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VARIOUS ARTISTS The Complete Songs Of Robert Tannahill, Volume 1

The Complete Songs Of Robert Tannahill, Volume 1
Brechin All Records CDBAR 003

Dr Fred Freeman, producer and musical director of the internationally acclaimed Complete Songs of Robert Burns project, believes that since the centenary edition of Robert Tannahill's works in 1874 (and associated festivities in Paisley that same year), Tannahill has been sadly neglected; so it was with this in mind that Dr Freeman decided to record a similar project for Tannahill, whereby it is envisaged that five projected CDs incorporating all his known songs will be completed by 2010 in order to mark the bicentenary of his death. The "obscure" Tannahill (1774-1810) was a weaver by trade and songwriter and poet (and flautist) by calling; the thesis of this project being that he was the pre-eminent songwriter of his day who should have been recognised as such. He wrote over a hundred songs, of a quality comparable to Burns; and like Burns, Tannahill had a clear understanding of the difference between song and poetry.

Tannahill was obsessed with the rhythm, the ready-made and clearly delineated structure of Scottish national musical forms - strathspeys, jigs, etc. (and it's said that you can hear the sway of his loom in the repeated refrains of songs such as Hey Donald!) - whereas the less rhythmic of his songs are persuasive essays in a darker kind of romanticism, generally not at all deserving of the "sweetly sentimental" tag with which contemporary descriptions saddled them. I especially liked the way the new arrangements often feel like a dialogue between singer and player - which I understand was Freeman's intention - while it helps too that the performers chosen for this project (at least on the evidence of this first disc to be issued) are all excellent singers of real character who possess unrivalled clear diction: Emily Smith, Wendy Weatherby and Gillian MacDonald making up the female contingent, then there's velvet-voiced Angus-man Jim Reid as well as John Croall (Jock Tamson's Bairns), Ross Kennedy (ex-Tannahill Weaver and now Canterach), John Morran (Deaf Shepherd) and Ian Anderson (Fiddler's Leap), with Dr. Freeman himself giving a brief recitation as a prelude to the closing song.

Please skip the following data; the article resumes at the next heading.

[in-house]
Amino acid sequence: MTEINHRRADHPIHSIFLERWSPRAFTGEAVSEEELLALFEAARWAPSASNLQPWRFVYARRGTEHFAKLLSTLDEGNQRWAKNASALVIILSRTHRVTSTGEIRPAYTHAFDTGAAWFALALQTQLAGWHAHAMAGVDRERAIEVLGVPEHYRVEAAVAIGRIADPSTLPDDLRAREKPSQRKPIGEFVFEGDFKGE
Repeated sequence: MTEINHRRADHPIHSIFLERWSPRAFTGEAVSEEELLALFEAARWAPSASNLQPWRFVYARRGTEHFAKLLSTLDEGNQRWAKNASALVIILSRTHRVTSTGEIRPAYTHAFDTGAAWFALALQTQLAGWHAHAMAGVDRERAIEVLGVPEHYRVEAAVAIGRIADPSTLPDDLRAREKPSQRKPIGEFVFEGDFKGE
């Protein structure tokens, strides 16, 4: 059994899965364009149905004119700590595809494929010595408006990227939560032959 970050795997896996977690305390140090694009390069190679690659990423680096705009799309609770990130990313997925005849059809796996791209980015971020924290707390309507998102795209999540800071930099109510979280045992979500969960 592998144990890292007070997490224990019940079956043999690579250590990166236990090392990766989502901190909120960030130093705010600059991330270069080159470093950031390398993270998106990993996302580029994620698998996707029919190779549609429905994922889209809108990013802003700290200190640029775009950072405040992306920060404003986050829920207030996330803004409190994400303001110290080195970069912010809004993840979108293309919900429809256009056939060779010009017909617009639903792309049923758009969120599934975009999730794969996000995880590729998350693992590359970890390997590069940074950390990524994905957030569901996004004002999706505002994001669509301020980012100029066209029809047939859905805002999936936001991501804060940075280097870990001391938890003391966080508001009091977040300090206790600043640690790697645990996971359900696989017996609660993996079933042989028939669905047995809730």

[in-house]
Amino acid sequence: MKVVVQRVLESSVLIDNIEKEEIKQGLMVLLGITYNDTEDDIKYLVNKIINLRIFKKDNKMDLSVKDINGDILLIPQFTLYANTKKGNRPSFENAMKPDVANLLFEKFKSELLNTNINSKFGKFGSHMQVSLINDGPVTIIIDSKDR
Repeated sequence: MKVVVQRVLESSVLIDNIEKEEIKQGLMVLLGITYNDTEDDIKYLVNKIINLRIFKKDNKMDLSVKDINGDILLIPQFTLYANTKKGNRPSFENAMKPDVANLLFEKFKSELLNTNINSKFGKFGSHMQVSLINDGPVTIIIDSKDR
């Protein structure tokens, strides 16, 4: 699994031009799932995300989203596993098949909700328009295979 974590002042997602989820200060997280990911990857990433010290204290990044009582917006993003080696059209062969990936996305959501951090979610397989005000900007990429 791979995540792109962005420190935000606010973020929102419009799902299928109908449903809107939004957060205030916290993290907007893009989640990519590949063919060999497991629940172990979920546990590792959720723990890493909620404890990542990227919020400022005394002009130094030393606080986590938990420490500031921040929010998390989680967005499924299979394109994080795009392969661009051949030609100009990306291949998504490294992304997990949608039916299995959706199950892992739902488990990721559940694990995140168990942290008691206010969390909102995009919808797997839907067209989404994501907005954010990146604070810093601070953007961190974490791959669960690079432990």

The select pool of backing musicians is well chosen too: label boss Sandy Brechin (accordion), Marc Duff (whistles, recorder, bodhrán), Corrina Hewat (harp), Aaron Jones (cittern), Anna Massie (guitar, mandolin), Frank McLaughlin and John Morran (guitars), Rod Paul (mandolin), Wendy Weatherby (cello), Mike Vass (fiddle), Alasdair Macleod (congas) and Chris Agnew (bass). Scotching the misconception of historians that the settings for Tannahill's songs were "mostly new Scottish airs composed by R. A. Smith", we learn from the admirably informative accompanying booklet (which includes full texts and glossary by the way) that the tunes used are in fact predominantly traditional Scottish, some Irish (although Smith did have a hand in a few!).

Highlights for me were the supremely atmospheric With Waefu' Heart (Wendy and Sandy), Fly Me To Some Distant Isle and Och My Johnnie Lad (both Emily, Marc and Corrina), The Five Friends (Jim, Aaron & Frank) and Gillian's delicious unaccompanied song The Dear Highland Laddie, O). I also enjoyed The Braes O' Balquhidder (a kind of variant of Wild Mountain Thyme), written to a strathspey with that dance's pointedly emphatic fits and starts. But in truth every performance here has plenty to commend it. And faithfulness to the original texts is not compromised either by the occasional addition of a chorus section or by a small degree of editing to enable better flow for the singers. There's a spirit and liveliness about all of these treatments which is both infectious and wholly appealing; and no hint of fusty, dusty academe. Quality is assured throughout this beautifully performed and recorded release, and I'm already looking forward eagerly to volumes 2-5.

David Kidman

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This album was reviewed in Issue 70 of The Living Tradition magazine.